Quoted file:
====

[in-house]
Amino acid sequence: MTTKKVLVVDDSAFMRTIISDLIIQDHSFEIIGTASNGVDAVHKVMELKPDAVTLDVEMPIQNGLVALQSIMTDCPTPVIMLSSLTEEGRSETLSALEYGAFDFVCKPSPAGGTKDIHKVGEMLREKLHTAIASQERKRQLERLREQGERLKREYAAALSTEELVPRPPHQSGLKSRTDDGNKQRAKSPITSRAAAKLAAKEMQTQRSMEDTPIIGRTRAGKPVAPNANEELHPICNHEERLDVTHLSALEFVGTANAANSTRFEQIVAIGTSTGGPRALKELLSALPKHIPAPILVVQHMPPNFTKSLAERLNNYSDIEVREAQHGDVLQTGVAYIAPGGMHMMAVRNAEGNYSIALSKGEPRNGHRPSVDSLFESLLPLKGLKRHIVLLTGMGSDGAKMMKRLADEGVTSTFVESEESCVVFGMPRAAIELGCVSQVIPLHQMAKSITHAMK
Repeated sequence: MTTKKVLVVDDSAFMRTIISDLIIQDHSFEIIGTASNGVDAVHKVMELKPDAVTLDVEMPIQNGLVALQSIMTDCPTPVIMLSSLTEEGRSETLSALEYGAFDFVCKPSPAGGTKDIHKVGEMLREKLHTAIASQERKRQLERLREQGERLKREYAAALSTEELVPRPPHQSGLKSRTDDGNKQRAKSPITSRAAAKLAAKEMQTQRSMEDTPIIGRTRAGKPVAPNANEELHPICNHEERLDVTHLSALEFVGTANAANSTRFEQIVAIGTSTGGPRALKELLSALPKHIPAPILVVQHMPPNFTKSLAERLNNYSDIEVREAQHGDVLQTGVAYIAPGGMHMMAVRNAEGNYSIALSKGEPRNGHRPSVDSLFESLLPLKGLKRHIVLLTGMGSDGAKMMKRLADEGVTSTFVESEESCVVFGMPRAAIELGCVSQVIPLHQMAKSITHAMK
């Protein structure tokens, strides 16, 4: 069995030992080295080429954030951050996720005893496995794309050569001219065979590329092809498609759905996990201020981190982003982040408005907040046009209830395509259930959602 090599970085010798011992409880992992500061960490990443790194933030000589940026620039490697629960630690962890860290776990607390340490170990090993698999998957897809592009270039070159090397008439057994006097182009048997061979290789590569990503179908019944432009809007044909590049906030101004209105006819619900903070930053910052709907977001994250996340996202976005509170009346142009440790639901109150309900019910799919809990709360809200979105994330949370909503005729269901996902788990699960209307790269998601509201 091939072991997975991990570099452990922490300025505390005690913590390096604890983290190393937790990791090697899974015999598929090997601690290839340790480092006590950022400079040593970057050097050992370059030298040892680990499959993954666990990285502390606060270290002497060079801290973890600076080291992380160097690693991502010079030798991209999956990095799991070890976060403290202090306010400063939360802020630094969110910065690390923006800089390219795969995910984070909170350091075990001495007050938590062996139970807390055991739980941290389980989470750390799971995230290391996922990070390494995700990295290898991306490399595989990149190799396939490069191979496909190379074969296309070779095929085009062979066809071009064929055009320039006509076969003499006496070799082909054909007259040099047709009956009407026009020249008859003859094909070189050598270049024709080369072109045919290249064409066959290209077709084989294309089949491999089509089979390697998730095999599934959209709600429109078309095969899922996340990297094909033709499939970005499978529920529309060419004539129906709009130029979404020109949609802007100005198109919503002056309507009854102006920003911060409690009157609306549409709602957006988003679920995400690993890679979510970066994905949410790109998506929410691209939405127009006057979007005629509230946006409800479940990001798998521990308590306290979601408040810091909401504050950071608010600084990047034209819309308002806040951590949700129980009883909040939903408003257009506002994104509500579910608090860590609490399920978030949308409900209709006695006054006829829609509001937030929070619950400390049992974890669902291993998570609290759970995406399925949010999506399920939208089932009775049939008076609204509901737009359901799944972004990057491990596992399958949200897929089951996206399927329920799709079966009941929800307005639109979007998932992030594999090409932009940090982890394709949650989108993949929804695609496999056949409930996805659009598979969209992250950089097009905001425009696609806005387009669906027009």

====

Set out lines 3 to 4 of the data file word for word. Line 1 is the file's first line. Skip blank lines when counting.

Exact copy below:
Repeated sequence: MTTKKVLVVDDSAFMRTIISDLIIQDHSFEIIGTASNGVDAVHKVMELKPDAVTLDVEMPIQNGLVALQSIMTDCPTPVIMLSSLTEEGRSETLSALEYGAFDFVCKPSPAGGTKDIHKVGEMLREKLHTAIASQERKRQLERLREQGERLKREYAAALSTEELVPRPPHQSGLKSRTDDGNKQRAKSPITSRAAAKLAAKEMQTQRSMEDTPIIGRTRAGKPVAPNANEELHPICNHEERLDVTHLSALEFVGTANAANSTRFEQIVAIGTSTGGPRALKELLSALPKHIPAPILVVQHMPPNFTKSLAERLNNYSDIEVREAQHGDVLQTGVAYIAPGGMHMMAVRNAEGNYSIALSKGEPRNGHRPSVDSLFESLLPLKGLKRHIVLLTGMGSDGAKMMKRLADEGVTSTFVESEESCVVFGMPRAAIELGCVSQVIPLHQMAKSITHAMK
């Protein structure tokens, strides 16, 4: 069995030992080295080429954030951050996720005893496995794309050569001219065979590329092809498609759905996990201020981190982003982040408005907040046009209830395509259930959602 090599970085010798011992409880992992500061960490990443790194933030000589940026620039490697629960630690962890860290776990607390340490170990090993698999998957897809592009270039070159090397008439057994006097182009048997061979290789590569990503179908019944432009809007044909590049906030101004209105006819619900903070930053910052709907977001994250996340996202976005509170009346142009440790639901109150309900019910799919809990709360809200979105994330949370909503005729269901996902788990699960209307790269998601509201 091939072991997975991990570099452990922490300025505390005690913590390096604890983290190393937790990791090697899974015999598929090997601690290839340790480092006590950022400079040593970057050097050992370059030298040892680990499959993954666990990285502390606060270290002497060079801290973890600076080291992380160097690693991502010079030798991209999956990095799991070890976060403290202090306010400063939360802020630094969110910065690390923006800089390219795969995910984070909170350091075990001495007050938590062996139970807390055991739980941290389980989470750390799971995230290391996922990070390494995700990295290898991306490399595989990149190799396939490069191979496909190379074969296309070779095929085009062979066809071009064929055009320039006509076969003499006496070799082909054909007259040099047709009956009407026009020249008859003859094909070189050598270049024709080369072109045919290249064409066959290209077709084989294309089949491999089509089979390697998730095999599934959209709600429109078309095969899922996340990297094909033709499939970005499978529920529309060419004539129906709009130029979404020109949609802007100005198109919503002056309507009854102006920003911060409690009157609306549409709602957006988003679920995400690993890679979510970066994905949410790109998506929410691209939405127009006057979007005629509230946006409800479940990001798998521990308590306290979601408040810091909401504050950071608010600084990047034209819309308002806040951590949700129980009883909040939903408003257009506002994104509500579910608090860590609490399920978030949308409900209709006695006054006829829609509001937030929070619950400390049992974890669902291993998570609290759970995406399925949010999506399920939208089932009775049939008076609204509901737009359901799944972004990057491990596992399958949200897929089951996206399927329920799709079966009941929800307005639109979007998932992030594999090409932009940090982890394709949650989108993949929804695609496999056949409930996805659009598979969209992250950089097009905001425009696609806005387009669906027009």